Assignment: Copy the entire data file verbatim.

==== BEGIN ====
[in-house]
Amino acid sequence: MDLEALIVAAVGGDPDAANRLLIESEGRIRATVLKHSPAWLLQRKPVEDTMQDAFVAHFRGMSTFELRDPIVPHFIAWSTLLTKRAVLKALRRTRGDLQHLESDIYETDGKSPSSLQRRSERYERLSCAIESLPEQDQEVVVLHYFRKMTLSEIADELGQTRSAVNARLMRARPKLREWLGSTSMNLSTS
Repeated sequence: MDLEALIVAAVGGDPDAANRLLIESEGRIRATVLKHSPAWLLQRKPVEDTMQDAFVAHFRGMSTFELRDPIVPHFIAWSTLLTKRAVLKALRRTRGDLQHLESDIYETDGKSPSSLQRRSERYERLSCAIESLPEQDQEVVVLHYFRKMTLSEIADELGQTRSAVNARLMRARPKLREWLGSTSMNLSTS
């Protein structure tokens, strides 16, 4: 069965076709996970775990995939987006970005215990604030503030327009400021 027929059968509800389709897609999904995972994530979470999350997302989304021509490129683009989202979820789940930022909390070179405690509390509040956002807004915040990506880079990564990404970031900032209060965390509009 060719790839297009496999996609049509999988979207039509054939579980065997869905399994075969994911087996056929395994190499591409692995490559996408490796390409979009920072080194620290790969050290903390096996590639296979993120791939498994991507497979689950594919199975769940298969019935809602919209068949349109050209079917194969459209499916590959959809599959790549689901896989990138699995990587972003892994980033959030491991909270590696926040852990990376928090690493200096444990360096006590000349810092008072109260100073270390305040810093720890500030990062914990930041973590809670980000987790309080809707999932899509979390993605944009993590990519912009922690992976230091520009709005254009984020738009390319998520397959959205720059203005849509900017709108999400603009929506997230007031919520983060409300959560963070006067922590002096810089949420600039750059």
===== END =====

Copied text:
[in-house]
Amino acid sequence: MDLEALIVAAVGGDPDAANRLLIESEGRIRATVLKHSPAWLLQRKPVEDTMQDAFVAHFRGMSTFELRDPIVPHFIAWSTLLTKRAVLKALRRTRGDLQHLESDIYETDGKSPSSLQRRSERYERLSCAIESLPEQDQEVVVLHYFRKMTLSEIADELGQTRSAVNARLMRARPKLREWLGSTSMNLSTS
Repeated sequence: MDLEALIVAAVGGDPDAANRLLIESEGRIRATVLKHSPAWLLQRKPVEDTMQDAFVAHFRGMSTFELRDPIVPHFIAWSTLLTKRAVLKALRRTRGDLQHLESDIYETDGKSPSSLQRRSERYERLSCAIESLPEQDQEVVVLHYFRKMTLSEIADELGQTRSAVNARLMRARPKLREWLGSTSMNLSTS
């Protein structure tokens, strides 16, 4: 069965076709996970775990995939987006970005215990604030503030327009400021 027929059968509800389709897609999904995972994530979470999350997302989304021509490129683009989202979820789940930022909390070179405690509390509040956002807004915040990506880079990564990404970031900032209060965390509009 060719790839297009496999996609049509999988979207039509054939579980065997869905399994075969994911087996056929395994190499591409692995490559996408490796390409979009920072080194620290790969050290903390096996590639296979993120791939498994991507497979689950594919199975769940298969019935809602919209068949349109050209079917194969459209499916590959959809599959790549689901896989990138699995990587972003892994980033959030491991909270590696926040852990990376928090690493200096444990360096006590000349810092008072109260100073270390305040810093720890500030990062914990930041973590809670980000987790309080809707999932899509979390993605944009993590990519912009922690992976230091520009709005254009984020738009390319998520397959959205720059203005849509900017709108999400603009929506997230007031919520983060409300959560963070006067922590002096810089949420600039750059």